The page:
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A Clash of Values 

A Washington Supreme Court case pits the state's anti-discrimination law against religious beliefs; plus, the Spokane City Council on sick leave

click to enlarge An ongoing Washington case pitting a florist's faith and her decision to not do flowers for a same-sex wedding is heading to the state Supreme Court.
  • An ongoing Washington case pitting a florist's faith and her decision to not do flowers for a same-sex wedding is heading to the state Supreme Court.

THE FLORIST AND HER FAITH

The Washington State Supreme Court will decide whether a small-town florist can be punished for refusing to provide arrangements for a same-sex couple's wedding based on religious beliefs.

In 2013, Barronelle Stutzman, the owner of Arlene's Flowers in Richland, told a longtime friend and customer that she could not do the flowers for his wedding because of her religious beliefs. Robert Ingersoll and his now-husband, Curt Freed, with the help of the ACLU of Washington, sued under the state's ANTI-DISCRIMINATION LAW, which prohibits businesses from discriminating based on race, creed, national origin and sexual orientation. Washington Attorney General Bob Ferguson also filed a lawsuit under the Consumer Protection Act.

A Benton County Superior Court judge ruled in 2015 that Stutzman had violated state law and ordered her to pay the couple $1,000 in damages, and $1 in attorneys' fees to the AG's Office.

Multiple briefs in support of both sides have been filed leading up to the case being argued in front of the state Supreme Court. Oral arguments began Tuesday.

"I'm not asking for anything that our Constitution hasn't promised me — and you: the right to create freely, and to live out my faith without fear of government punishment or interference," Stutzman writes recently in a Spokesman-Review editorial.

"We were very disappointed to be denied service by Arlene's Flowers after doing business with them for so many years," Ingersoll and Freed say in a statement. "Planning our wedding should have been a joyful time in our lives, but instead we were hurt and saddened by being rejected for who we are."

Meanwhile, a similar case in Oregon is getting some attention again after state Labor Commissioner Brad Avakian, a Democrat, was defeated by Republican Dennis Richardson in the race for Secretary of State. The result marks the first time in 14 years that a Republican beat a Democrat for statewide office in Oregon. Avakian gained national attention for imposing a hefty fine on a small bakery in Gresham that refused to make a cake for a lesbian wedding. The owners reportedly paid $135,000 in fines and had to close the business. (MITCH RYALS)

SICK-LEAVE MOVES

The Spokane City Council knew it was coming. The day after councilmembers had approved their months-long process of compromising and negotiating over a mandatory sick-leave policy for many private businesses within the city of Spokane, Raise Up Washington began its campaign for Initiative 1433, hiking the minimum wage and putting in place a mandatory statewide SICK-LEAVE POLICY.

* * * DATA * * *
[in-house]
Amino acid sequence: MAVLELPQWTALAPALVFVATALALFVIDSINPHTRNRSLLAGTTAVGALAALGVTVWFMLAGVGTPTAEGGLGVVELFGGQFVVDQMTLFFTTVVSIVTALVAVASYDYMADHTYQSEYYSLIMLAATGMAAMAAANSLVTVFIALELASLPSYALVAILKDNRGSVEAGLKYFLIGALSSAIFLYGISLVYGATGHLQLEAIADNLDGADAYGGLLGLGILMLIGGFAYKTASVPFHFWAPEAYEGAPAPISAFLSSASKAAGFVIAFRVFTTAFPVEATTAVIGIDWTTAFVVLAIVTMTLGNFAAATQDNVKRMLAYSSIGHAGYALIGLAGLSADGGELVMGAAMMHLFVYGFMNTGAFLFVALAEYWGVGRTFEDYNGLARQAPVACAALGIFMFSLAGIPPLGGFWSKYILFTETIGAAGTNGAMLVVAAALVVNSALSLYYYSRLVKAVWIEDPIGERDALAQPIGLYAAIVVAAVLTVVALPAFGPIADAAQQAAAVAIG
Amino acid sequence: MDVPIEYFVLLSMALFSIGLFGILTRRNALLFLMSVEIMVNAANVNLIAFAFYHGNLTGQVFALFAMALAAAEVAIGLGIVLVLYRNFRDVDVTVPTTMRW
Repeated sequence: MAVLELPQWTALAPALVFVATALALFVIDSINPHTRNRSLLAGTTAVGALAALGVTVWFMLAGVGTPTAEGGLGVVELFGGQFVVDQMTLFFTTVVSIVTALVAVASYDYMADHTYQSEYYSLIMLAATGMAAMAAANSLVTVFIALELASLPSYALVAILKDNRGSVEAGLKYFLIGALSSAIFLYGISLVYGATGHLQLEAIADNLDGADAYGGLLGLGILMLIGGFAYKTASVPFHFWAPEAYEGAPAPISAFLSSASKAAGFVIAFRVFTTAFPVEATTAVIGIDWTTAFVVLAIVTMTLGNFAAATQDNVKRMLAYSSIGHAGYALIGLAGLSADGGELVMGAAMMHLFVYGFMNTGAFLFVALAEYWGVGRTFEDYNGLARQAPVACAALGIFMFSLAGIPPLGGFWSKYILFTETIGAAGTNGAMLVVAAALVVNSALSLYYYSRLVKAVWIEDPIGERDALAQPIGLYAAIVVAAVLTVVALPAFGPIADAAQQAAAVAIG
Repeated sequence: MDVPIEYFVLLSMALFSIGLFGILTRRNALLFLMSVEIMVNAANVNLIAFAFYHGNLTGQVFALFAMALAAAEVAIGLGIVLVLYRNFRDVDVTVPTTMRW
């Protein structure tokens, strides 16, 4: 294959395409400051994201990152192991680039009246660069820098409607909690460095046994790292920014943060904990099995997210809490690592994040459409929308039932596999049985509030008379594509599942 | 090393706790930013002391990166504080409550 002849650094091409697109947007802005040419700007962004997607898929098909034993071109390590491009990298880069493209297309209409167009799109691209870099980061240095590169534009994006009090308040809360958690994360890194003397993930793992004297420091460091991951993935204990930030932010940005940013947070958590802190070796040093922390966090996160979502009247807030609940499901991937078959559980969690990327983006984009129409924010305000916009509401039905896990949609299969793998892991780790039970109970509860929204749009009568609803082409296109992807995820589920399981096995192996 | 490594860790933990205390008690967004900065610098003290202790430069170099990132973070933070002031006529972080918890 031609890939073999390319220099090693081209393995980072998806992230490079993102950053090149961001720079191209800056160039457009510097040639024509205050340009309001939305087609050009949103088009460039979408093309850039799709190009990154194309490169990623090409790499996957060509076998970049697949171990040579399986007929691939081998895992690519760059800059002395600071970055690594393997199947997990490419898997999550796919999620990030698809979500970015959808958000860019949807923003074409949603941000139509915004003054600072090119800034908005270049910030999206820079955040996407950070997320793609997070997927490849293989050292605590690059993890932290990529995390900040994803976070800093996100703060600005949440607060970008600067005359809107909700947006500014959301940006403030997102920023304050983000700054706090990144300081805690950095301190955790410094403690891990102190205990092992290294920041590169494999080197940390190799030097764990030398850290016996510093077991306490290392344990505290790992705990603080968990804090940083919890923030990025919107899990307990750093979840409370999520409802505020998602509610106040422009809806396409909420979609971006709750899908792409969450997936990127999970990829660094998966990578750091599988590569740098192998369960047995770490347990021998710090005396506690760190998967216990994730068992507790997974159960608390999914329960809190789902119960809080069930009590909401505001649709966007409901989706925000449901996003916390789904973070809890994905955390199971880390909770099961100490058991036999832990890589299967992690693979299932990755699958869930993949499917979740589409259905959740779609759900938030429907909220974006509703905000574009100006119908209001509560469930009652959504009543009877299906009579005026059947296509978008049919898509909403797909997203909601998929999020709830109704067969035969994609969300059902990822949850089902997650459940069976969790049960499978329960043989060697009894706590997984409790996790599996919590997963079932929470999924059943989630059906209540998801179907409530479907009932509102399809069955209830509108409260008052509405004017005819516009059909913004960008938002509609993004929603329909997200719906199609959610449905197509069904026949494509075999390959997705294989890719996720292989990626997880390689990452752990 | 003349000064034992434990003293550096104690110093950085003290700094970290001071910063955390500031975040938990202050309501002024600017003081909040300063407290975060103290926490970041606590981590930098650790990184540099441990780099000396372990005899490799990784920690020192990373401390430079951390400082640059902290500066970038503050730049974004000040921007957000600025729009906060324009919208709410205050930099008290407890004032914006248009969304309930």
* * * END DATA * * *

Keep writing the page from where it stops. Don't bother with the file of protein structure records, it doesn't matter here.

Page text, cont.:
Now, I-1433's victory statewide has set Spokane on an unusual path: Starting in January of 2017, employers with 10 or more employees will be required to let their employees earn at least five days of paid safe and sick leave a year, while businesses with fewer than 10 employees would be required to let them earn at least three days a year. Construction, seasonal and temporary workers would be exempted. Employees would earn at least one hour of sick leave for every 40 hours worked, and the city of Spokane would enforce the policy.

On Monday night, the city council passed a sunset clause that keeps the city of Spokane's ordinance from conflicting with the new state law put into place by I-1433; that system will only be in place until 2018, when the entire thing will be discarded for a different set of rules: Employers will be required to offer their workers seven days of sick leave a year. No exceptions, no exemptions. Yet the requirements will be less stringent in an another area, requiring sick-leave hours to be handed out at a rate of only one hour for every 30 worked.

Several businesses complained to the city council, claiming that they would have to go through the work of implementing an entirely new sick-leave policy twice. But activists and others also spoke up, pleading with the council not to delay the sick-leave mandate another year.

City Council President Ben Stuckart agreed with them, dismissing concerns that implementation would burden businesses.

"I've heard the refrain for the last two years that this city council is business-unfriendly and we're hurting everything," Stuckart says. "[But] our economy, our median income and our employment growth have outpaced everywhere in the region." (DANIEL WALTERS)

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